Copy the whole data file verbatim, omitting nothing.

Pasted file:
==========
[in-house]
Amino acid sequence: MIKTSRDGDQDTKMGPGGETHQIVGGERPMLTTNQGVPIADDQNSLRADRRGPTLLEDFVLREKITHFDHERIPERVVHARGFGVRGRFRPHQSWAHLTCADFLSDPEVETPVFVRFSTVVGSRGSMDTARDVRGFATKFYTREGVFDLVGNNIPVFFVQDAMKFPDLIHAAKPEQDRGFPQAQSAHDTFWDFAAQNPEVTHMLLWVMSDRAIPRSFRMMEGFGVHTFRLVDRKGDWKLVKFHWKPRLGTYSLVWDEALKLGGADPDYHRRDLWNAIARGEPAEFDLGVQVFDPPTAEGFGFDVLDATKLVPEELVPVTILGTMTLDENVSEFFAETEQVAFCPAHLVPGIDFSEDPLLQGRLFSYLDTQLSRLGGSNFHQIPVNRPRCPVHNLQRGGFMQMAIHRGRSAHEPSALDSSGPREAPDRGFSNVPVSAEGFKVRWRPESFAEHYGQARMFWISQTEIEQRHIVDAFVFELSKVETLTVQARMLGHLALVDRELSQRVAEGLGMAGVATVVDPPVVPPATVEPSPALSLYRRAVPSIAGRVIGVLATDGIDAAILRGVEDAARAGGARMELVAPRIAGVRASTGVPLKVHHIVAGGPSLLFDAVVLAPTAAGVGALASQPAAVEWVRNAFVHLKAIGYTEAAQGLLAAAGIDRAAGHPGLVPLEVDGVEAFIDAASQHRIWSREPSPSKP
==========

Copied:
[in-house]
Amino acid sequence: MIKTSRDGDQDTKMGPGGETHQIVGGERPMLTTNQGVPIADDQNSLRADRRGPTLLEDFVLREKITHFDHERIPERVVHARGFGVRGRFRPHQSWAHLTCADFLSDPEVETPVFVRFSTVVGSRGSMDTARDVRGFATKFYTREGVFDLVGNNIPVFFVQDAMKFPDLIHAAKPEQDRGFPQAQSAHDTFWDFAAQNPEVTHMLLWVMSDRAIPRSFRMMEGFGVHTFRLVDRKGDWKLVKFHWKPRLGTYSLVWDEALKLGGADPDYHRRDLWNAIARGEPAEFDLGVQVFDPPTAEGFGFDVLDATKLVPEELVPVTILGTMTLDENVSEFFAETEQVAFCPAHLVPGIDFSEDPLLQGRLFSYLDTQLSRLGGSNFHQIPVNRPRCPVHNLQRGGFMQMAIHRGRSAHEPSALDSSGPREAPDRGFSNVPVSAEGFKVRWRPESFAEHYGQARMFWISQTEIEQRHIVDAFVFELSKVETLTVQARMLGHLALVDRELSQRVAEGLGMAGVATVVDPPVVPPATVEPSPALSLYRRAVPSIAGRVIGVLATDGIDAAILRGVEDAARAGGARMELVAPRIAGVRASTGVPLKVHHIVAGGPSLLFDAVVLAPTAAGVGALASQPAAVEWVRNAFVHLKAIGYTEAAQGLLAAAGIDRAAGHPGLVPLEVDGVEAFIDAASQHRIWSREPSPSKP